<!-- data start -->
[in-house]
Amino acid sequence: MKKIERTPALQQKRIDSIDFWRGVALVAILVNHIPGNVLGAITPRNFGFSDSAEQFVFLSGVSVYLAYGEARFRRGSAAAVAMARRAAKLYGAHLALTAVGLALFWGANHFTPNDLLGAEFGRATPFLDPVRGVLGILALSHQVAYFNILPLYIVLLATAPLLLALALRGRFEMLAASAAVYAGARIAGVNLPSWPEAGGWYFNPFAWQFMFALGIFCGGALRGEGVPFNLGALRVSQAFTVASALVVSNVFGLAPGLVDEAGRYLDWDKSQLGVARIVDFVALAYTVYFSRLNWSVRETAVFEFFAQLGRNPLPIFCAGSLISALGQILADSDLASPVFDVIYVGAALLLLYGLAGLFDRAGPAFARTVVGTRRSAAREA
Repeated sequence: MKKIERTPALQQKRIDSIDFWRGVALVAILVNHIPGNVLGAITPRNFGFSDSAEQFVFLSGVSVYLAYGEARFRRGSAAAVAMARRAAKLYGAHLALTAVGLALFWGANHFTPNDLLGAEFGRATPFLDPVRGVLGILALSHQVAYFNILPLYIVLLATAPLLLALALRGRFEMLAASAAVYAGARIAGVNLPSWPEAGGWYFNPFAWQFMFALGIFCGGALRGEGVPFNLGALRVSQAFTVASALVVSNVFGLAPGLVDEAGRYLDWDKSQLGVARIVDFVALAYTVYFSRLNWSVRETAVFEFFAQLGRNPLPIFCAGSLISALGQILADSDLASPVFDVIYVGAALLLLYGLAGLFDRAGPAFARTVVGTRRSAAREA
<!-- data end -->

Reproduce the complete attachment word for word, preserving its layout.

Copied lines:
[in-house]
Amino acid sequence: MKKIERTPALQQKRIDSIDFWRGVALVAILVNHIPGNVLGAITPRNFGFSDSAEQFVFLSGVSVYLAYGEARFRRGSAAAVAMARRAAKLYGAHLALTAVGLALFWGANHFTPNDLLGAEFGRATPFLDPVRGVLGILALSHQVAYFNILPLYIVLLATAPLLLALALRGRFEMLAASAAVYAGARIAGVNLPSWPEAGGWYFNPFAWQFMFALGIFCGGALRGEGVPFNLGALRVSQAFTVASALVVSNVFGLAPGLVDEAGRYLDWDKSQLGVARIVDFVALAYTVYFSRLNWSVRETAVFEFFAQLGRNPLPIFCAGSLISALGQILADSDLASPVFDVIYVGAALLLLYGLAGLFDRAGPAFARTVVGTRRSAAREA
Repeated sequence: MKKIERTPALQQKRIDSIDFWRGVALVAILVNHIPGNVLGAITPRNFGFSDSAEQFVFLSGVSVYLAYGEARFRRGSAAAVAMARRAAKLYGAHLALTAVGLALFWGANHFTPNDLLGAEFGRATPFLDPVRGVLGILALSHQVAYFNILPLYIVLLATAPLLLALALRGRFEMLAASAAVYAGARIAGVNLPSWPEAGGWYFNPFAWQFMFALGIFCGGALRGEGVPFNLGALRVSQAFTVASALVVSNVFGLAPGLVDEAGRYLDWDKSQLGVARIVDFVALAYTVYFSRLNWSVRETAVFEFFAQLGRNPLPIFCAGSLISALGQILADSDLASPVFDVIYVGAALLLLYGLAGLFDRAGPAFARTVVGTRRSAAREA